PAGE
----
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Experimentation and Human Genetics: Problems of “Consent”

  • Alexander M. Capron

Abstract

As in all fields of medicine, the modern practice of human genetics is closely linked with experimentation. Genetics research sometimes involves patients who are offered new and as yet unproven means of therapy or diagnosis that are intended to benefit the patients, such as the levodopa challenge which is being explored as a test to detect Huntington’s chorea (1) and which has raised such a storm of controversy (2–4). The experimentation may also take the form of a procedure not intended to benefit its subjects, as for example routine mass screening of newborn infants to provide population data on chromosome aneuploidy, without any intention of following up detection with medical intervention (5). Needless to say, research on genetics poses all the problems and provokes the same argumentation as has occurred concerning other types of human experimentation, which is reflected in an ever growing body of literature (6-11). The involvement of the fetus in much of this research heightens interest and concern in this period when fetal experimentation is getting so much attention from the National Commission for the Protection of Human Subjects (12, 13) on down (14–16). Rather than attempt to address, in what would have to be a very cursory fashion, all the issues of “genetic experimentation,” I have chosen to concentrate on a type of intervention that raises problems which commentators often acknowledge but seldom (if ever) seem to dispose of.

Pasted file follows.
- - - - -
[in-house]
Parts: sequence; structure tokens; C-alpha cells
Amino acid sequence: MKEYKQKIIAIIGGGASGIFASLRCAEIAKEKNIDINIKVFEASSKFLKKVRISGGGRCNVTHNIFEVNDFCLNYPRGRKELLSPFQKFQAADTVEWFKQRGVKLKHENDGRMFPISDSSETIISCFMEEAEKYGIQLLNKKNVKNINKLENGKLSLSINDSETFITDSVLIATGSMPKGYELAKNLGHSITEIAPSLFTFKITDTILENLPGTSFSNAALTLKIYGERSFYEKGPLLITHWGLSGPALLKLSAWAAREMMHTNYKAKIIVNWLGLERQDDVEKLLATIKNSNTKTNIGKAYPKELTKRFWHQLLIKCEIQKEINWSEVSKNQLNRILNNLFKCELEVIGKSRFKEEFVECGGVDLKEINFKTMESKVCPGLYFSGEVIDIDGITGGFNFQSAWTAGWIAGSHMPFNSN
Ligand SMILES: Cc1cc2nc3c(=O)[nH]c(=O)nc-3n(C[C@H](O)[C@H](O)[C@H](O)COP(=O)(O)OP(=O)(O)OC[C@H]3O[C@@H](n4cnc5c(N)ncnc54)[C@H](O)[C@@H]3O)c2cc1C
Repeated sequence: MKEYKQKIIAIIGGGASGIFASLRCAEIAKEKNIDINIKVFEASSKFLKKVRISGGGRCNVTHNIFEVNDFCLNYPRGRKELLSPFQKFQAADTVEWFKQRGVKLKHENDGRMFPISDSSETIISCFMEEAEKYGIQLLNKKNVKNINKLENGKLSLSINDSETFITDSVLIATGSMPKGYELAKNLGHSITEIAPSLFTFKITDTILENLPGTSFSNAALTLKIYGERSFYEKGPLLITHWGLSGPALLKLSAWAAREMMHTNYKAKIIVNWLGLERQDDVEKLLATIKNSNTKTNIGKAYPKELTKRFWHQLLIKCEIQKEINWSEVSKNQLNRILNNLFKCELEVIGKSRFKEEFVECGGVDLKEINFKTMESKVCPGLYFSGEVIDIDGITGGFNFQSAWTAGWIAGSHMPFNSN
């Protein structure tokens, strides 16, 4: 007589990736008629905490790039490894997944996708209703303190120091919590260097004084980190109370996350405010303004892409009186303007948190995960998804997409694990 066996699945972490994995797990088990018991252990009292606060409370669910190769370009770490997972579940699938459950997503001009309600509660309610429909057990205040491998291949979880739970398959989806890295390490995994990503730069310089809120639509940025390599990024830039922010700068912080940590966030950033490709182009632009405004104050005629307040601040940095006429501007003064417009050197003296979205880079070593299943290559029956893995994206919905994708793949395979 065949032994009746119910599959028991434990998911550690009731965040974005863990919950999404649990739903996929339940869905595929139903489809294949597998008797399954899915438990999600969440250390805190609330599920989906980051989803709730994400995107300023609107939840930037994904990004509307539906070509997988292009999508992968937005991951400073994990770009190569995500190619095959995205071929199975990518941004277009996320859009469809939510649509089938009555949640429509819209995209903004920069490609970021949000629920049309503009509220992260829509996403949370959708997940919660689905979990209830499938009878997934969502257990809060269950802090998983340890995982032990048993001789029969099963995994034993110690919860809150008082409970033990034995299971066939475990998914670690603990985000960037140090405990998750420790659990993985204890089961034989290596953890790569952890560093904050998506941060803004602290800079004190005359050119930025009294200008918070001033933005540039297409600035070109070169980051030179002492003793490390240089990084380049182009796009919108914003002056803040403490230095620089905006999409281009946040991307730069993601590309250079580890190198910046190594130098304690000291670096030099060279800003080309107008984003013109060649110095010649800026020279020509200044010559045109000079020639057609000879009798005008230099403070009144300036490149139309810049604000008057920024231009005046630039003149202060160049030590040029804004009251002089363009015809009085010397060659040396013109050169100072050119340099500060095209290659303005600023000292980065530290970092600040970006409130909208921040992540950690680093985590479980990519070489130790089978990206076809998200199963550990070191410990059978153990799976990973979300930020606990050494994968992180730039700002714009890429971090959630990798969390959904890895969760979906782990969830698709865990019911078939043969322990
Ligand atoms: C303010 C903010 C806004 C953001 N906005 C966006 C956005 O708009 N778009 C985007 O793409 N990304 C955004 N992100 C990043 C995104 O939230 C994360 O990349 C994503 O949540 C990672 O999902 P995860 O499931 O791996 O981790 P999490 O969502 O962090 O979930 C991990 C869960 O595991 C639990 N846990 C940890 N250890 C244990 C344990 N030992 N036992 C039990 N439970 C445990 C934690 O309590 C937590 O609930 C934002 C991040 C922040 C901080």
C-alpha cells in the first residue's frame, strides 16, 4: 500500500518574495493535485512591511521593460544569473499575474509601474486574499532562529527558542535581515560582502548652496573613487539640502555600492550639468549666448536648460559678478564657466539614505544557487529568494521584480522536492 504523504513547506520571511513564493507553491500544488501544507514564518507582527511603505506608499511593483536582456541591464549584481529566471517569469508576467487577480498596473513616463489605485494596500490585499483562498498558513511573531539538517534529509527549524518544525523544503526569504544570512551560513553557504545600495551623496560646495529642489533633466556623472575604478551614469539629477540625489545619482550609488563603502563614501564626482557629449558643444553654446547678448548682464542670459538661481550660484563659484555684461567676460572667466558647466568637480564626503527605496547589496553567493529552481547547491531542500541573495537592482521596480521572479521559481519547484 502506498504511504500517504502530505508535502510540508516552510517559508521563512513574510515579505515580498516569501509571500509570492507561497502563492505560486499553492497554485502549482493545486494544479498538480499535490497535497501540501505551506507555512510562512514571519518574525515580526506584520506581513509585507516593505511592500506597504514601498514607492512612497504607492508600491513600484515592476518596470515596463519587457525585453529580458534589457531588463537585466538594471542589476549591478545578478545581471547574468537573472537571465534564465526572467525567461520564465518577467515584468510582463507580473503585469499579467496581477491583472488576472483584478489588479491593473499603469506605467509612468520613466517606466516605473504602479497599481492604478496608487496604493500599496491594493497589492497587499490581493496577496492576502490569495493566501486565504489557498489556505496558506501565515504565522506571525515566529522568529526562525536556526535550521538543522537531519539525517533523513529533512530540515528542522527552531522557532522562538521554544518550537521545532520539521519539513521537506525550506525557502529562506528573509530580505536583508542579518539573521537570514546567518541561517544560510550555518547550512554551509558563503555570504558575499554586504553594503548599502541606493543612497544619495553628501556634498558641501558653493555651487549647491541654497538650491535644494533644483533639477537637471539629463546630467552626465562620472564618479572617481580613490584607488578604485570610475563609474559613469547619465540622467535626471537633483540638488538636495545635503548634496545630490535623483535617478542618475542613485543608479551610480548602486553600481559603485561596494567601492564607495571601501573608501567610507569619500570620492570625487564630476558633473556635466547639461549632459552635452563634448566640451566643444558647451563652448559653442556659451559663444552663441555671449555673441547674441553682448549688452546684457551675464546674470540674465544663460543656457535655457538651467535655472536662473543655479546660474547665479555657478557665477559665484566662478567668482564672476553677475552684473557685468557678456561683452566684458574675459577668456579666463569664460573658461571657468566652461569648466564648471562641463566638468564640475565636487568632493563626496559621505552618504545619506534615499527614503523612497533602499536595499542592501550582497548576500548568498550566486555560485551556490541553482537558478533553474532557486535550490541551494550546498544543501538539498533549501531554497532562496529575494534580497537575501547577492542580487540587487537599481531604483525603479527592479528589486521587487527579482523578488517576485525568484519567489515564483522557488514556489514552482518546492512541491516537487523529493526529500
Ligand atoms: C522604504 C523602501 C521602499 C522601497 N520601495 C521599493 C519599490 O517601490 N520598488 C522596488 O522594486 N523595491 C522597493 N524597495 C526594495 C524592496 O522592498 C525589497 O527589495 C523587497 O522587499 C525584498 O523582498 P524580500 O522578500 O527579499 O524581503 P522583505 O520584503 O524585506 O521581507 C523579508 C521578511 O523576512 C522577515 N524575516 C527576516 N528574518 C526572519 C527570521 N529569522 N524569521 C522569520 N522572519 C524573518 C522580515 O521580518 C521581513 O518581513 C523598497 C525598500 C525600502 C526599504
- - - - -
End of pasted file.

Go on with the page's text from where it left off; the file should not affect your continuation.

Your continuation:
Keywords

Russell Sage Foundation Fourth Amendment Proxy Consent Objective Rule Hastings Center Report 
These keywords were added by machine and not by the authors. This process is experimental and the keywords may be updated as the learning algorithm improves.

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Copyright information

© Plenum Press, New York 1976

Authors and Affiliations

  • Alexander M. Capron
    • 1
  1. 1.University of Pennsylvania Law SchoolUSA

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